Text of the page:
I’m sure we’re all familiar with various song transcriptions in the cello repertoire – Apres un Reve (Faure) and Beau Soir (Debussy) immediately spring to mind. and where there’s one, there will inevitably be more. After a LOT of listening, trying out ( there are many that just don’t quite work) we’re finally at the stage where we have a programme of some really beautiful gems.

So what goes into making a song transcription? It’s not just a question of playing the vocal part off the score because several factors have to be taken into consideration. Should it be played in the upper register or does that make it too “whiny” at times? Similarly the lower octave might sound too morose if it stays down too long and stands to be covered by the piano part. Certain keys just don’t work at all as neither register sounds any good in which case they have to be transposed but then you end up with everything in the same key.

The ” Colour” of the sound in French music is very important, and must often convey a certain fleetingness of phrase – my friend and colleague Professor Shirley Gie suggested the word Diaphonous which just about sums up that certain type of translucent sound that string players in particular have to achieve. Therefore bowing becomes rather important and is strongly linked to choice of tempo – too slow, (which might work for a voice) and the bowed sound becomes heavy and stultified, too fast and a certain amount of control is lost. String sound is idiomatic in its production, and needs time to breathe life into the phrases. Articulation and “enunciation” also comes into consideration – as a cellist I can not use the emotional facial expression to convey the meaning. That is the territory of a singer. Which repeated notes do I play and which do I replace with a longer sound that suits the cello? Can I articulate better with the bow or with the choice of fingering? Which string should I use , for they have different colours of sound?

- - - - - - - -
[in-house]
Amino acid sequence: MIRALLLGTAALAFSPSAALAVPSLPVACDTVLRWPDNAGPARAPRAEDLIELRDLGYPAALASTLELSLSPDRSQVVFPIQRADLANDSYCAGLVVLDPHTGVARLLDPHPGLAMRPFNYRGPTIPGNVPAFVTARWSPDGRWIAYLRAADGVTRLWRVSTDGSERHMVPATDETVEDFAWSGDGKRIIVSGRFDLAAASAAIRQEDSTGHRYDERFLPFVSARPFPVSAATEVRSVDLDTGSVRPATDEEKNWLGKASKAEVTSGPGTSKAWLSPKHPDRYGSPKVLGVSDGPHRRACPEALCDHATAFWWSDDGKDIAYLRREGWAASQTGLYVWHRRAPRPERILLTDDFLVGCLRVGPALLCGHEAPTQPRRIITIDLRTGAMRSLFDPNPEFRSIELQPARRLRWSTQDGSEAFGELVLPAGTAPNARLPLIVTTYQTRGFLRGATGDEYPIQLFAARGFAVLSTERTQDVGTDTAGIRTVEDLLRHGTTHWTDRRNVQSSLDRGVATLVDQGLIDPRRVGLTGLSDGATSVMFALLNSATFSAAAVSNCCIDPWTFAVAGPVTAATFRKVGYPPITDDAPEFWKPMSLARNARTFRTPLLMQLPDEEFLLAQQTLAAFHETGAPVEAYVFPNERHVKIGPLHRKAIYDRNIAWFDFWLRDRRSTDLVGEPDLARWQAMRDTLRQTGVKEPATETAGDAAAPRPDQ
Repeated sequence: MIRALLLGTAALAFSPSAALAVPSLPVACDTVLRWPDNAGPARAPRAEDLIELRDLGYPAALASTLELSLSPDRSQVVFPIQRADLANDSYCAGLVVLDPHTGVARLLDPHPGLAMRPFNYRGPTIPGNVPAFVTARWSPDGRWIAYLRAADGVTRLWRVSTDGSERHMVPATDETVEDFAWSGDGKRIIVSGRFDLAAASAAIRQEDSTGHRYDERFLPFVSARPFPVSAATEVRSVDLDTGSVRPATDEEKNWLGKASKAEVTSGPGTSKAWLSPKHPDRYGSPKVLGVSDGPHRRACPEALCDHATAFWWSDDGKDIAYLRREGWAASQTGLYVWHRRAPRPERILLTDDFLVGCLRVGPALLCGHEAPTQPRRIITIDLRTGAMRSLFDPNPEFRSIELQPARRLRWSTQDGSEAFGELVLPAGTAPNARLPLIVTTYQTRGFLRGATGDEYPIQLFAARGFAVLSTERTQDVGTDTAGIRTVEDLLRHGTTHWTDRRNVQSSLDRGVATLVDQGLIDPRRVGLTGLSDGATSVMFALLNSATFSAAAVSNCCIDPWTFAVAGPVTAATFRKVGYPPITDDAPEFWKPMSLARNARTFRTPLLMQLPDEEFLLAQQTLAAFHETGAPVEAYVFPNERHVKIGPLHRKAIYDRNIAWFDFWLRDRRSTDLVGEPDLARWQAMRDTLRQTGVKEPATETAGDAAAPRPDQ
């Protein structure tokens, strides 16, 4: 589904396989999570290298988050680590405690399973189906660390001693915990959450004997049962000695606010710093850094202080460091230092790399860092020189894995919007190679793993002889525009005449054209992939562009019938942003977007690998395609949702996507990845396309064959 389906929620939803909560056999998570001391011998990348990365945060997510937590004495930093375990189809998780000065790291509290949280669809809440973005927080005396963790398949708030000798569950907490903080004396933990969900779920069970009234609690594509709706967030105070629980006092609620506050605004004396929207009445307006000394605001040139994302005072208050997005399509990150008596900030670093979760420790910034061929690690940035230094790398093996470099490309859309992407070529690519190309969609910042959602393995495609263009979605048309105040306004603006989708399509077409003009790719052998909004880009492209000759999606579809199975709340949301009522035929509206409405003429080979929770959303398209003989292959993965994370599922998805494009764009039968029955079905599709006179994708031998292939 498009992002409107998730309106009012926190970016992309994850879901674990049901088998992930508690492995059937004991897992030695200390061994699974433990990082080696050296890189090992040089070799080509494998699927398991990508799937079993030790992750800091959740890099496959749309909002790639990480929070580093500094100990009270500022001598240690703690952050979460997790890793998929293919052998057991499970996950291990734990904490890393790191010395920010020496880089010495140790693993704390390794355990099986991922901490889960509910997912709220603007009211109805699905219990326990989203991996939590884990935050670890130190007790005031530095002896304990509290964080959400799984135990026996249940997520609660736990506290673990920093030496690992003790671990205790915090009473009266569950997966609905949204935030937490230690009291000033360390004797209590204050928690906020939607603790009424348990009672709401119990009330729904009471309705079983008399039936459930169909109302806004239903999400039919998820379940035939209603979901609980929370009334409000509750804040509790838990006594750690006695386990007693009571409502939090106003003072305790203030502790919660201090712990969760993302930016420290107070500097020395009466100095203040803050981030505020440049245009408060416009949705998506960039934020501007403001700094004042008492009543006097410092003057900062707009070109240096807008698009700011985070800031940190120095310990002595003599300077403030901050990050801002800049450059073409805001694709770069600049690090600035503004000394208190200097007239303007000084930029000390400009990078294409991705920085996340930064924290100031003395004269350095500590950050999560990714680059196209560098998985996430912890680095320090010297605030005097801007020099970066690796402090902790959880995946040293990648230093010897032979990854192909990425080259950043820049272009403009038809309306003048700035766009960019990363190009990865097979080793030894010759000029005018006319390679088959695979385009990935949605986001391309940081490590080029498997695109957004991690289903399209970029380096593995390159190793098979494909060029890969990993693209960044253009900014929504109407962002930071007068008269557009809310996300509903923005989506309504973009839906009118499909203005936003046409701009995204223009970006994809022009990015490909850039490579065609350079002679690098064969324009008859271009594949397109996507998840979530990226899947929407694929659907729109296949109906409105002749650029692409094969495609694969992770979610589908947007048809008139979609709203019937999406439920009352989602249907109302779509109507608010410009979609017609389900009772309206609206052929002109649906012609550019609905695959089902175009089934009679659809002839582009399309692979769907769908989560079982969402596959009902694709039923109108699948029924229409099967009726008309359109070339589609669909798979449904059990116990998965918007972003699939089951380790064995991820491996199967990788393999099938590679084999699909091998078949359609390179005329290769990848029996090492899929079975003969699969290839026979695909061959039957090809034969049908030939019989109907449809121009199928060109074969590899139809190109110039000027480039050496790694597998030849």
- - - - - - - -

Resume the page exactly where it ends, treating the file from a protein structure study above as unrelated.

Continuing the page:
Lots to give some thought to. Funny that –  when I was at college, my teacher always said I must sing on the cello, and many singers have told me that they were advised to sing like a cello. This journey has been and will continue to be a voyage of discovery in the world of song and I don’t regret one moment of it. Special thanks to my wonderful pianist Albert Combrink for suggesting it in the first place.

Read more about the French Song Project with Sarah Acres and Albert Copmbrink HERE.